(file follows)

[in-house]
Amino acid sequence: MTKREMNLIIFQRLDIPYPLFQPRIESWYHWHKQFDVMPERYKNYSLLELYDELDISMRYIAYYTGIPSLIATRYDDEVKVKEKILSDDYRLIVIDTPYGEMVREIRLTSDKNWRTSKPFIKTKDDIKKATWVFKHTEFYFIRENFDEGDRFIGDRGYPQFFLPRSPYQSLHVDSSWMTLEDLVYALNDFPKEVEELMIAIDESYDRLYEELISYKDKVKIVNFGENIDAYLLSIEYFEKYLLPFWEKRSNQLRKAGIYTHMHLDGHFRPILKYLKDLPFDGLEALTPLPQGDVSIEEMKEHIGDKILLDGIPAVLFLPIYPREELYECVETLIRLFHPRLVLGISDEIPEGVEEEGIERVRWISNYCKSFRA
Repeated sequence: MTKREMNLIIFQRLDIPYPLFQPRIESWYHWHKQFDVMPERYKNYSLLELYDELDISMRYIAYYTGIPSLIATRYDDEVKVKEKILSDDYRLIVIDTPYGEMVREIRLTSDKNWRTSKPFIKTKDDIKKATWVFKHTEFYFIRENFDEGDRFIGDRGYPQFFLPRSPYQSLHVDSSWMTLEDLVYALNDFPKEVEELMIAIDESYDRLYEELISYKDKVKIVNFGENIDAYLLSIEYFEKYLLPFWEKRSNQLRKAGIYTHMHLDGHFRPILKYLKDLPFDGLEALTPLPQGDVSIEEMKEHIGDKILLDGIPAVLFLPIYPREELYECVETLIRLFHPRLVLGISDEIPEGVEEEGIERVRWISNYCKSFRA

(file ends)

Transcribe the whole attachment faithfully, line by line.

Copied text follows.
[in-house]
Amino acid sequence: MTKREMNLIIFQRLDIPYPLFQPRIESWYHWHKQFDVMPERYKNYSLLELYDELDISMRYIAYYTGIPSLIATRYDDEVKVKEKILSDDYRLIVIDTPYGEMVREIRLTSDKNWRTSKPFIKTKDDIKKATWVFKHTEFYFIRENFDEGDRFIGDRGYPQFFLPRSPYQSLHVDSSWMTLEDLVYALNDFPKEVEELMIAIDESYDRLYEELISYKDKVKIVNFGENIDAYLLSIEYFEKYLLPFWEKRSNQLRKAGIYTHMHLDGHFRPILKYLKDLPFDGLEALTPLPQGDVSIEEMKEHIGDKILLDGIPAVLFLPIYPREELYECVETLIRLFHPRLVLGISDEIPEGVEEEGIERVRWISNYCKSFRA
Repeated sequence: MTKREMNLIIFQRLDIPYPLFQPRIESWYHWHKQFDVMPERYKNYSLLELYDELDISMRYIAYYTGIPSLIATRYDDEVKVKEKILSDDYRLIVIDTPYGEMVREIRLTSDKNWRTSKPFIKTKDDIKKATWVFKHTEFYFIRENFDEGDRFIGDRGYPQFFLPRSPYQSLHVDSSWMTLEDLVYALNDFPKEVEELMIAIDESYDRLYEELISYKDKVKIVNFGENIDAYLLSIEYFEKYLLPFWEKRSNQLRKAGIYTHMHLDGHFRPILKYLKDLPFDGLEALTPLPQGDVSIEEMKEHIGDKILLDGIPAVLFLPIYPREELYECVETLIRLFHPRLVLGISDEIPEGVEEEGIERVRWISNYCKSFRA